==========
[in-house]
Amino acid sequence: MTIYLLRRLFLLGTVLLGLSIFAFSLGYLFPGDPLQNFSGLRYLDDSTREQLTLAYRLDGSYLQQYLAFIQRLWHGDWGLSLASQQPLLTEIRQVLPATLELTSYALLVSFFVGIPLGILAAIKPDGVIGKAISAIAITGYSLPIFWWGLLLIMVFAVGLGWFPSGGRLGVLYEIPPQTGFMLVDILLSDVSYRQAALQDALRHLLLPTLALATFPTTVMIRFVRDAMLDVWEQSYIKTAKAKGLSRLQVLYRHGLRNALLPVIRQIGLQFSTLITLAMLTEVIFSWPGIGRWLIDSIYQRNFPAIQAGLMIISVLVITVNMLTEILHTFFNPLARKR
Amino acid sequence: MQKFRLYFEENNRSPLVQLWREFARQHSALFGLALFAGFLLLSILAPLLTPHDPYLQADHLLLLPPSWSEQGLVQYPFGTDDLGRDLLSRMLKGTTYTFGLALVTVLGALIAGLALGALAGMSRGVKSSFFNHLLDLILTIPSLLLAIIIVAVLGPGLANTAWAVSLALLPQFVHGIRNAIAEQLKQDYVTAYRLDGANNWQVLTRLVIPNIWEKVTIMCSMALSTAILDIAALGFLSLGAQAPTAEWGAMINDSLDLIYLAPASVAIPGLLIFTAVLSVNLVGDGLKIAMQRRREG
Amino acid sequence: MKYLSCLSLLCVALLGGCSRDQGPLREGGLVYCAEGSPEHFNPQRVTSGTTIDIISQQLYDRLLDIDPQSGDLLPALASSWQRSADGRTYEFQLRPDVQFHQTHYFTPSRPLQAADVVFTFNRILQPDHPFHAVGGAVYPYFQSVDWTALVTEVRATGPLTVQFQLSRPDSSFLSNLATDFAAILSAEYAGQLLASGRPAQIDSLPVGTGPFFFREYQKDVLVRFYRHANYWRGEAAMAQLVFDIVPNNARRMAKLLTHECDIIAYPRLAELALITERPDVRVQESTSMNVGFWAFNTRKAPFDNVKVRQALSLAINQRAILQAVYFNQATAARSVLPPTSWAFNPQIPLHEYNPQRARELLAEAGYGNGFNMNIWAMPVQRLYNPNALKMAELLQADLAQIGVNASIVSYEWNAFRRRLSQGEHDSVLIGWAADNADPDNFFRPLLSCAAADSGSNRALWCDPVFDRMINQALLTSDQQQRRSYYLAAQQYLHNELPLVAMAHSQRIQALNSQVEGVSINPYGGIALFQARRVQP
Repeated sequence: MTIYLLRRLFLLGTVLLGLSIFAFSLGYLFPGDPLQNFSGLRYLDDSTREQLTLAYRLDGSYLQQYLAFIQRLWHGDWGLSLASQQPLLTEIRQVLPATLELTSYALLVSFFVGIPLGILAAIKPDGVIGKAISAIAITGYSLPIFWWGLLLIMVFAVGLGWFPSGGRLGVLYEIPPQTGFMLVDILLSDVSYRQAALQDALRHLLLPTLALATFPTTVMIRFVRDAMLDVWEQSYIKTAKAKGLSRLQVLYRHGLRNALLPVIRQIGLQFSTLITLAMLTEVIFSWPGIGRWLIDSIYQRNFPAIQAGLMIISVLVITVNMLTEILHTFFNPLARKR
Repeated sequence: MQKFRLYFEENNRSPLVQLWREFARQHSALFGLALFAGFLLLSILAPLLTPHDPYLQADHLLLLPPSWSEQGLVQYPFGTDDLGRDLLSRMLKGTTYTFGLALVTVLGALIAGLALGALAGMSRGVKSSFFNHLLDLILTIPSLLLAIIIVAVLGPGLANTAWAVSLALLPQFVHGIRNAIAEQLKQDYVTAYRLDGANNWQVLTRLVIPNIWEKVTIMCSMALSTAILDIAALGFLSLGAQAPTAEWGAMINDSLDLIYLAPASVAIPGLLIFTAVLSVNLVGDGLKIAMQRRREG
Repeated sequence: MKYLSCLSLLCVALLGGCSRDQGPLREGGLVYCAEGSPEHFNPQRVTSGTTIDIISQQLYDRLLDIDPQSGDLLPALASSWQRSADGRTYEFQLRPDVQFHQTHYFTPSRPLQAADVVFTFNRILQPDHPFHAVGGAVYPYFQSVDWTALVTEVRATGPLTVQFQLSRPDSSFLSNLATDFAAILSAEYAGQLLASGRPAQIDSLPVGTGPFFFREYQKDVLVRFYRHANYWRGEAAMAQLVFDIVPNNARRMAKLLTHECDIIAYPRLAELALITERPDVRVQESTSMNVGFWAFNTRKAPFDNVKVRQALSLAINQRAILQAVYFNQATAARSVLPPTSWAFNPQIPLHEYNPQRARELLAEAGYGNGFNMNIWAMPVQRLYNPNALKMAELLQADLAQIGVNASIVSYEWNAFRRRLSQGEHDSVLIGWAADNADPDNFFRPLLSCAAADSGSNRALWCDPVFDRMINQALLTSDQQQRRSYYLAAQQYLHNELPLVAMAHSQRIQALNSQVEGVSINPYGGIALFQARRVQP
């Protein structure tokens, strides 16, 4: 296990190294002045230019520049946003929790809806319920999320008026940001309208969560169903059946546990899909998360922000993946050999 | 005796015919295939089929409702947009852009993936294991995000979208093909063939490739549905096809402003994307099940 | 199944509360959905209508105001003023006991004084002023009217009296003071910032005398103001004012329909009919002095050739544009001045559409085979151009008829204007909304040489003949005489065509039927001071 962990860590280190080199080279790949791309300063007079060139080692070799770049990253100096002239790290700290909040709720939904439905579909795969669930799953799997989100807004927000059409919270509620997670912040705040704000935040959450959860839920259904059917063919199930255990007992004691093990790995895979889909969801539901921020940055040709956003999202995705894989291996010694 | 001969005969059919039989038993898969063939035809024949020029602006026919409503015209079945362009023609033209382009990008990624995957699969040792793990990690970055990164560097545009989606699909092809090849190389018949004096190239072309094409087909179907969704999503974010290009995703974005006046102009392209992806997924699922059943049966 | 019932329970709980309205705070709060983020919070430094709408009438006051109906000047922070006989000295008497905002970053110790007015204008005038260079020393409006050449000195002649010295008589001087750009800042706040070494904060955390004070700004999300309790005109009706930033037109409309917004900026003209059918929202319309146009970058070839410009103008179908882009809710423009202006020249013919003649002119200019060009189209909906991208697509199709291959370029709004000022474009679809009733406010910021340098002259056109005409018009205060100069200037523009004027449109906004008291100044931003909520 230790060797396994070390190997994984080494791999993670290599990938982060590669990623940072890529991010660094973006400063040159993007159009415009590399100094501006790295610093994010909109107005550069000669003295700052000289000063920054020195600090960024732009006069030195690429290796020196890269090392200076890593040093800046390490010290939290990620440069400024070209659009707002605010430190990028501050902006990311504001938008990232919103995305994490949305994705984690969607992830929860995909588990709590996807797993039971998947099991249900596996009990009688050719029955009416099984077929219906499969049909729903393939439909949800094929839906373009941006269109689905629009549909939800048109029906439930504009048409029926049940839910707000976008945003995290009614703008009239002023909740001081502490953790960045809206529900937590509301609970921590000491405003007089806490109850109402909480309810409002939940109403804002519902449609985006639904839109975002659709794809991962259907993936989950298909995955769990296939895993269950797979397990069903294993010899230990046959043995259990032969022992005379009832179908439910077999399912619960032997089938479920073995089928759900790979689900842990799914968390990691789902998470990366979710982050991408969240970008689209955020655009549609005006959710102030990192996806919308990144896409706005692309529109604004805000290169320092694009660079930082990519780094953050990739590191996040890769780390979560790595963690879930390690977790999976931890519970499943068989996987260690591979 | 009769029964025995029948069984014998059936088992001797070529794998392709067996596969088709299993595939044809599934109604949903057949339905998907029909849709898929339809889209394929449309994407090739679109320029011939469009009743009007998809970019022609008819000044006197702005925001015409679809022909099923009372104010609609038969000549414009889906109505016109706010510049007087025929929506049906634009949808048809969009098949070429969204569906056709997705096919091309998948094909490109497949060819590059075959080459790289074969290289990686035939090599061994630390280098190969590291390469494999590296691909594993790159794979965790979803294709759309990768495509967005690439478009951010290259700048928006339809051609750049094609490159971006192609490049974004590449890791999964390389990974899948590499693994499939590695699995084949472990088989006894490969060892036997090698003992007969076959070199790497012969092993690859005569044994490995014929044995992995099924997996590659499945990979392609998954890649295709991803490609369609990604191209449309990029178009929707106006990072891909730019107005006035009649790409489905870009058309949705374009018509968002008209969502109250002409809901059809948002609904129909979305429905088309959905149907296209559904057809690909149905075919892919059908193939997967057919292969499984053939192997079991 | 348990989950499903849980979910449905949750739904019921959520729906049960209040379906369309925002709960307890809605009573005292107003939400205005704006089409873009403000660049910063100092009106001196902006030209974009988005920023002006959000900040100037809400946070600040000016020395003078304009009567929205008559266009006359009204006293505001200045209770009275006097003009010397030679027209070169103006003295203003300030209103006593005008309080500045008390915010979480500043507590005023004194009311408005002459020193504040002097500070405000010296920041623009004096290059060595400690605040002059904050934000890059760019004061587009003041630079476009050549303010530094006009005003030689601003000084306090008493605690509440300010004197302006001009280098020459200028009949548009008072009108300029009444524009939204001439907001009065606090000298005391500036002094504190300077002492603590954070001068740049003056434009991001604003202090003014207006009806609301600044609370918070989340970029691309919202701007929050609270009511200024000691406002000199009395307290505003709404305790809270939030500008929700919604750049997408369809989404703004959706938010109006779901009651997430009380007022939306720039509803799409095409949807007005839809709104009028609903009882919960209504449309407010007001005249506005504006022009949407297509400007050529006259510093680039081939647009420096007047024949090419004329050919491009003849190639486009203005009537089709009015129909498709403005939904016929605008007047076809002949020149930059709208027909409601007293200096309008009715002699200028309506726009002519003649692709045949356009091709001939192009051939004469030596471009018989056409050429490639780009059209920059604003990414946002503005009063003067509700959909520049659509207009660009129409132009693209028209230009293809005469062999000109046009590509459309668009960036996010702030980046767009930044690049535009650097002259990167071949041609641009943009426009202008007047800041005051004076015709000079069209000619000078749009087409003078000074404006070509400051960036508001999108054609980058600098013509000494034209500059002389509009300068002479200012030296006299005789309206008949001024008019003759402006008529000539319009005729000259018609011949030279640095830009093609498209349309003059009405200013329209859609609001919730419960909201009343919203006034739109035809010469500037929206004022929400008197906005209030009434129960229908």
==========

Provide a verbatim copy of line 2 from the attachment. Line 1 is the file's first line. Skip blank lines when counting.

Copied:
Amino acid sequence: MTIYLLRRLFLLGTVLLGLSIFAFSLGYLFPGDPLQNFSGLRYLDDSTREQLTLAYRLDGSYLQQYLAFIQRLWHGDWGLSLASQQPLLTEIRQVLPATLELTSYALLVSFFVGIPLGILAAIKPDGVIGKAISAIAITGYSLPIFWWGLLLIMVFAVGLGWFPSGGRLGVLYEIPPQTGFMLVDILLSDVSYRQAALQDALRHLLLPTLALATFPTTVMIRFVRDAMLDVWEQSYIKTAKAKGLSRLQVLYRHGLRNALLPVIRQIGLQFSTLITLAMLTEVIFSWPGIGRWLIDSIYQRNFPAIQAGLMIISVLVITVNMLTEILHTFFNPLARKR